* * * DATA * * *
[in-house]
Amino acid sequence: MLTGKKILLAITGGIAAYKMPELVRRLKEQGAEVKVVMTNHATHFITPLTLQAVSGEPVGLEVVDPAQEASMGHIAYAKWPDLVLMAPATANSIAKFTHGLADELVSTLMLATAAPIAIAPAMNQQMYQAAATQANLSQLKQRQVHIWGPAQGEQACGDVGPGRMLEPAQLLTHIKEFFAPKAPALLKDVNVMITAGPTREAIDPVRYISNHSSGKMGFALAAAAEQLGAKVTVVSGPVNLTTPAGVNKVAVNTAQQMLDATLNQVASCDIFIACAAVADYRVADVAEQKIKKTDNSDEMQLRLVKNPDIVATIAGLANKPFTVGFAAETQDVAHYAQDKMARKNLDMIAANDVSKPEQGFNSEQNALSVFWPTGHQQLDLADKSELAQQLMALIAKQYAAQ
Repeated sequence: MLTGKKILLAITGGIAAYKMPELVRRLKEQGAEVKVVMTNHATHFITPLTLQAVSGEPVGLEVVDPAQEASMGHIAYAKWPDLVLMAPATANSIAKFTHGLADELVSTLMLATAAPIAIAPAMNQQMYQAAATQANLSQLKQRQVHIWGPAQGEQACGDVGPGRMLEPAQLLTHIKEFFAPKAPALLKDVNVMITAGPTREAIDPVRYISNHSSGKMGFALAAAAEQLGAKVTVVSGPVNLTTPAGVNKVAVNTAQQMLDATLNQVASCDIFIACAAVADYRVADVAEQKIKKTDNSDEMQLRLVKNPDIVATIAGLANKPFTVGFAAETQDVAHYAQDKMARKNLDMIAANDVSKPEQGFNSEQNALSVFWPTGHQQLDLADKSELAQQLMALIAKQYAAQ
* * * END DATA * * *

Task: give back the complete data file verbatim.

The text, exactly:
[in-house]
Amino acid sequence: MLTGKKILLAITGGIAAYKMPELVRRLKEQGAEVKVVMTNHATHFITPLTLQAVSGEPVGLEVVDPAQEASMGHIAYAKWPDLVLMAPATANSIAKFTHGLADELVSTLMLATAAPIAIAPAMNQQMYQAAATQANLSQLKQRQVHIWGPAQGEQACGDVGPGRMLEPAQLLTHIKEFFAPKAPALLKDVNVMITAGPTREAIDPVRYISNHSSGKMGFALAAAAEQLGAKVTVVSGPVNLTTPAGVNKVAVNTAQQMLDATLNQVASCDIFIACAAVADYRVADVAEQKIKKTDNSDEMQLRLVKNPDIVATIAGLANKPFTVGFAAETQDVAHYAQDKMARKNLDMIAANDVSKPEQGFNSEQNALSVFWPTGHQQLDLADKSELAQQLMALIAKQYAAQ
Repeated sequence: MLTGKKILLAITGGIAAYKMPELVRRLKEQGAEVKVVMTNHATHFITPLTLQAVSGEPVGLEVVDPAQEASMGHIAYAKWPDLVLMAPATANSIAKFTHGLADELVSTLMLATAAPIAIAPAMNQQMYQAAATQANLSQLKQRQVHIWGPAQGEQACGDVGPGRMLEPAQLLTHIKEFFAPKAPALLKDVNVMITAGPTREAIDPVRYISNHSSGKMGFALAAAAEQLGAKVTVVSGPVNLTTPAGVNKVAVNTAQQMLDATLNQVASCDIFIACAAVADYRVADVAEQKIKKTDNSDEMQLRLVKNPDIVATIAGLANKPFTVGFAAETQDVAHYAQDKMARKNLDMIAANDVSKPEQGFNSEQNALSVFWPTGHQQLDLADKSELAQQLMALIAKQYAAQ